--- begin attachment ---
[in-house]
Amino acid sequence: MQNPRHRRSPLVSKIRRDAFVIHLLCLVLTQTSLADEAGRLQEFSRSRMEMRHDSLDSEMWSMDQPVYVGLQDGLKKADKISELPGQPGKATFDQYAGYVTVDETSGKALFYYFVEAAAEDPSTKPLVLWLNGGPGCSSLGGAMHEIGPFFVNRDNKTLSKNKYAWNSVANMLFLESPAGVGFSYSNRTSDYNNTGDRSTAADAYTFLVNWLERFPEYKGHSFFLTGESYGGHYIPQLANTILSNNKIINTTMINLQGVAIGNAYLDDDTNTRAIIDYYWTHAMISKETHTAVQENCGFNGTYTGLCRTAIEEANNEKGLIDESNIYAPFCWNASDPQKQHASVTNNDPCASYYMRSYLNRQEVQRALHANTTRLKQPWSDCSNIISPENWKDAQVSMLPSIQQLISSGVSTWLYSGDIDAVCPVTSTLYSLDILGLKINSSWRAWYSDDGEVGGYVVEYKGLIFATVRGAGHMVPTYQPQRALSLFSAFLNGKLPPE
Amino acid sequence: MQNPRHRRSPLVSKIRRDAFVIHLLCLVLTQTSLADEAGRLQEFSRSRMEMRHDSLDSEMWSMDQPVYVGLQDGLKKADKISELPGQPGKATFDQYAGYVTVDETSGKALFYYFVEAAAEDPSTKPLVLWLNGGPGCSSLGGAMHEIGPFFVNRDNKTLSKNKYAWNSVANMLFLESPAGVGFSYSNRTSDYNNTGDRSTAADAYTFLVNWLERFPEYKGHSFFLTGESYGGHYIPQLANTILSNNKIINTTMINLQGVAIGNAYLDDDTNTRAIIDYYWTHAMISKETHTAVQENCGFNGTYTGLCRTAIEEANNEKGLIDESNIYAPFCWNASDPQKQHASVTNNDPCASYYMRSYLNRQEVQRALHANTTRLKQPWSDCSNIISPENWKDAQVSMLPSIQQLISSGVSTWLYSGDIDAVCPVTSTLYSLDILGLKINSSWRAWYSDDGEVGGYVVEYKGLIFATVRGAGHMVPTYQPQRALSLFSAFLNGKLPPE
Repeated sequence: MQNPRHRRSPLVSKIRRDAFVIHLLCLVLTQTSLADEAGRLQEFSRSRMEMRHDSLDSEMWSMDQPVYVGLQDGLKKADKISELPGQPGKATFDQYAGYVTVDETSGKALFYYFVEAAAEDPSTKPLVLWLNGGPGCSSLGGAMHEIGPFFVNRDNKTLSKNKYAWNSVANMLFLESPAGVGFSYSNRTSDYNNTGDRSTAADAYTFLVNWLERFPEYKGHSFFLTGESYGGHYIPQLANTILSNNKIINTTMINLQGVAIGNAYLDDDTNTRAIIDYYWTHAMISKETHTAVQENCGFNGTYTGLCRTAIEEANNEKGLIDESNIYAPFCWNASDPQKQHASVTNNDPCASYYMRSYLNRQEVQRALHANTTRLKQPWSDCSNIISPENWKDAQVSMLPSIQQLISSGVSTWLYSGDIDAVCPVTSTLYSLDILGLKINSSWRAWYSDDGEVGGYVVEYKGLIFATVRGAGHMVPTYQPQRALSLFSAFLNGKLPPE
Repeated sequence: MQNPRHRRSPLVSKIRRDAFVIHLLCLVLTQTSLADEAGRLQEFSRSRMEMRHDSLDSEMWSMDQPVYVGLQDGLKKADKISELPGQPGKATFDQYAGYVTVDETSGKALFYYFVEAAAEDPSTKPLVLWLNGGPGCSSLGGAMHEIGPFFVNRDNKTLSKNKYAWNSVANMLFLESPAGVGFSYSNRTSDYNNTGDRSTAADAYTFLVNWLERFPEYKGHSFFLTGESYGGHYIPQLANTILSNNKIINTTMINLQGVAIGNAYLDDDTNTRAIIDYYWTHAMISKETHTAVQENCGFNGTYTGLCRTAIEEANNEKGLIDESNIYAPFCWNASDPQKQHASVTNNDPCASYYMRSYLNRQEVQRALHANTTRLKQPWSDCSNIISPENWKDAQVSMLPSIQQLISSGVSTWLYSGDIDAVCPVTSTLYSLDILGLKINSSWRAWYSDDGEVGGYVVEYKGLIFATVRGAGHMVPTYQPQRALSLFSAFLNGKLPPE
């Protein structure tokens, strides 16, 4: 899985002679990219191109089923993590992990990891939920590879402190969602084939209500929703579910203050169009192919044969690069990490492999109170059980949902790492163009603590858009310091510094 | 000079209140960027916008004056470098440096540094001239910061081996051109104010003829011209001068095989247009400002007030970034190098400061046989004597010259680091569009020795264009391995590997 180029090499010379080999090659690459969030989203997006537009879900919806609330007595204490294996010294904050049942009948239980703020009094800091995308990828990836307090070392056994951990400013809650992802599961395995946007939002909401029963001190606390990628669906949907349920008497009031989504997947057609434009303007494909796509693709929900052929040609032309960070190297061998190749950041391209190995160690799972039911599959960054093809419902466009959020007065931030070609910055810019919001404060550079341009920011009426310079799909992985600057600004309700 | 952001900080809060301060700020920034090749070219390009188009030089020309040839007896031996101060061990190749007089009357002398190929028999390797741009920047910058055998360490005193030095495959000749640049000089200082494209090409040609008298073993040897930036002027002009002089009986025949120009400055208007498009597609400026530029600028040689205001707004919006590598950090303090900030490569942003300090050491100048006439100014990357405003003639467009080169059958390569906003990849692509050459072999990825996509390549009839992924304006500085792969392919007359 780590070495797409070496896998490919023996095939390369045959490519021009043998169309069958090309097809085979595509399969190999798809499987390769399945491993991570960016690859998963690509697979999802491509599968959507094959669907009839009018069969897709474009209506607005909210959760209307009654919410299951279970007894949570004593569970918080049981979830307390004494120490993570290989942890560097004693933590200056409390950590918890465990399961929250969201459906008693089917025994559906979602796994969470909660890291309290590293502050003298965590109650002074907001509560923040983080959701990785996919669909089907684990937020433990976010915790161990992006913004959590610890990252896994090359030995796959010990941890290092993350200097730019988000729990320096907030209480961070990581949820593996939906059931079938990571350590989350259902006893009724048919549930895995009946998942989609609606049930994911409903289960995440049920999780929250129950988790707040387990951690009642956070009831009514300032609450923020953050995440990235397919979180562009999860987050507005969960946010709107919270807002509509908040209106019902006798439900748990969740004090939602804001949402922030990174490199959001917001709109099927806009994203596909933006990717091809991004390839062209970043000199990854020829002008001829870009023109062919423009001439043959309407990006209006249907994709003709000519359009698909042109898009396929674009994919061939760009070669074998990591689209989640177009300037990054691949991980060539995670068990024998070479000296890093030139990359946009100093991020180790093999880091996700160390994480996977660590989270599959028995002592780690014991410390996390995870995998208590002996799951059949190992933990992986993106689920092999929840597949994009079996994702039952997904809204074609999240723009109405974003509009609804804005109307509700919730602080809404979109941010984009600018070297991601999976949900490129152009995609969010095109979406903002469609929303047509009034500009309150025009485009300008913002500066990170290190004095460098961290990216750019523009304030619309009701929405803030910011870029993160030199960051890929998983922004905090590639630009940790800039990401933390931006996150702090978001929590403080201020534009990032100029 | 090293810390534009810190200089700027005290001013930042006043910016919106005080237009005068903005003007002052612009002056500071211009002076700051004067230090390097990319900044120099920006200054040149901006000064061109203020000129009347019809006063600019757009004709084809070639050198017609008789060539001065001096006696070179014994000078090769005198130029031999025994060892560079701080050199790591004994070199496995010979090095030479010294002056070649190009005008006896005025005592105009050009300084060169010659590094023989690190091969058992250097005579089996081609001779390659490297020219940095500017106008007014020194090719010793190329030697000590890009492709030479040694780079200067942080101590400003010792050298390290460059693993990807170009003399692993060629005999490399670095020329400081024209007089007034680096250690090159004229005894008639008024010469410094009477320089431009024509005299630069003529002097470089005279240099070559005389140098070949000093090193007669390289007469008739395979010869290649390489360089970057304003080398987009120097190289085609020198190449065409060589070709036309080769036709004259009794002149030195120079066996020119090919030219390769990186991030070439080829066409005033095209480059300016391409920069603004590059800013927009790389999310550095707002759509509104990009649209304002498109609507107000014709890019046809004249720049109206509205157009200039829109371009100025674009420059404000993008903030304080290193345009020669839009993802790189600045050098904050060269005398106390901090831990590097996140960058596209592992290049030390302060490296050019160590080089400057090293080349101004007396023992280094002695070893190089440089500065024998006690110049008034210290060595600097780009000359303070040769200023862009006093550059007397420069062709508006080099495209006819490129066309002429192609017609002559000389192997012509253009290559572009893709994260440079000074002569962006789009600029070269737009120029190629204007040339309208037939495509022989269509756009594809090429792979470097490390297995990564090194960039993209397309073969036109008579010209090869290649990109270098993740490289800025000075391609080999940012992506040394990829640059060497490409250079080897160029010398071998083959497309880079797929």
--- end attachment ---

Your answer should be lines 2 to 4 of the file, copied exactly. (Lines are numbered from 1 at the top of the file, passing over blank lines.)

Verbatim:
Amino acid sequence: MQNPRHRRSPLVSKIRRDAFVIHLLCLVLTQTSLADEAGRLQEFSRSRMEMRHDSLDSEMWSMDQPVYVGLQDGLKKADKISELPGQPGKATFDQYAGYVTVDETSGKALFYYFVEAAAEDPSTKPLVLWLNGGPGCSSLGGAMHEIGPFFVNRDNKTLSKNKYAWNSVANMLFLESPAGVGFSYSNRTSDYNNTGDRSTAADAYTFLVNWLERFPEYKGHSFFLTGESYGGHYIPQLANTILSNNKIINTTMINLQGVAIGNAYLDDDTNTRAIIDYYWTHAMISKETHTAVQENCGFNGTYTGLCRTAIEEANNEKGLIDESNIYAPFCWNASDPQKQHASVTNNDPCASYYMRSYLNRQEVQRALHANTTRLKQPWSDCSNIISPENWKDAQVSMLPSIQQLISSGVSTWLYSGDIDAVCPVTSTLYSLDILGLKINSSWRAWYSDDGEVGGYVVEYKGLIFATVRGAGHMVPTYQPQRALSLFSAFLNGKLPPE
Amino acid sequence: MQNPRHRRSPLVSKIRRDAFVIHLLCLVLTQTSLADEAGRLQEFSRSRMEMRHDSLDSEMWSMDQPVYVGLQDGLKKADKISELPGQPGKATFDQYAGYVTVDETSGKALFYYFVEAAAEDPSTKPLVLWLNGGPGCSSLGGAMHEIGPFFVNRDNKTLSKNKYAWNSVANMLFLESPAGVGFSYSNRTSDYNNTGDRSTAADAYTFLVNWLERFPEYKGHSFFLTGESYGGHYIPQLANTILSNNKIINTTMINLQGVAIGNAYLDDDTNTRAIIDYYWTHAMISKETHTAVQENCGFNGTYTGLCRTAIEEANNEKGLIDESNIYAPFCWNASDPQKQHASVTNNDPCASYYMRSYLNRQEVQRALHANTTRLKQPWSDCSNIISPENWKDAQVSMLPSIQQLISSGVSTWLYSGDIDAVCPVTSTLYSLDILGLKINSSWRAWYSDDGEVGGYVVEYKGLIFATVRGAGHMVPTYQPQRALSLFSAFLNGKLPPE
Repeated sequence: MQNPRHRRSPLVSKIRRDAFVIHLLCLVLTQTSLADEAGRLQEFSRSRMEMRHDSLDSEMWSMDQPVYVGLQDGLKKADKISELPGQPGKATFDQYAGYVTVDETSGKALFYYFVEAAAEDPSTKPLVLWLNGGPGCSSLGGAMHEIGPFFVNRDNKTLSKNKYAWNSVANMLFLESPAGVGFSYSNRTSDYNNTGDRSTAADAYTFLVNWLERFPEYKGHSFFLTGESYGGHYIPQLANTILSNNKIINTTMINLQGVAIGNAYLDDDTNTRAIIDYYWTHAMISKETHTAVQENCGFNGTYTGLCRTAIEEANNEKGLIDESNIYAPFCWNASDPQKQHASVTNNDPCASYYMRSYLNRQEVQRALHANTTRLKQPWSDCSNIISPENWKDAQVSMLPSIQQLISSGVSTWLYSGDIDAVCPVTSTLYSLDILGLKINSSWRAWYSDDGEVGGYVVEYKGLIFATVRGAGHMVPTYQPQRALSLFSAFLNGKLPPE